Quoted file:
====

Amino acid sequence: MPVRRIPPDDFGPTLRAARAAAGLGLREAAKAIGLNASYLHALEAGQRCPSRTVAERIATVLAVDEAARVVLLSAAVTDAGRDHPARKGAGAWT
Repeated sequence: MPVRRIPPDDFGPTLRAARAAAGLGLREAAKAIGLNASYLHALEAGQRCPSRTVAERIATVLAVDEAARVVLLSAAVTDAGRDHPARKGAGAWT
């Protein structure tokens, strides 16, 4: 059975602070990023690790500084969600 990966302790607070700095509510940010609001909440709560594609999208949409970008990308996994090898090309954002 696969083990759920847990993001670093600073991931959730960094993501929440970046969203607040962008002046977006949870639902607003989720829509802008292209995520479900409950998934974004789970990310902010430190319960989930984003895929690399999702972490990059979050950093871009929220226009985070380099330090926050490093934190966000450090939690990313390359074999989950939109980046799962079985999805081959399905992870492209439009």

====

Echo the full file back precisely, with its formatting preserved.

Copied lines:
Amino acid sequence: MPVRRIPPDDFGPTLRAARAAAGLGLREAAKAIGLNASYLHALEAGQRCPSRTVAERIATVLAVDEAARVVLLSAAVTDAGRDHPARKGAGAWT
Repeated sequence: MPVRRIPPDDFGPTLRAARAAAGLGLREAAKAIGLNASYLHALEAGQRCPSRTVAERIATVLAVDEAARVVLLSAAVTDAGRDHPARKGAGAWT
């Protein structure tokens, strides 16, 4: 059975602070990023690790500084969600 990966302790607070700095509510940010609001909440709560594609999208949409970008990308996994090898090309954002 696969083990759920847990993001670093600073991931959730960094993501929440970046969203607040962008002046977006949870639902607003989720829509802008292209995520479900409950998934974004789970990310902010430190319960989930984003895929690399999702972490990059979050950093871009929220226009985070380099330090926050490093934190966000450090939690990313390359074999989950939109980046799962079985999805081959399905992870492209439009």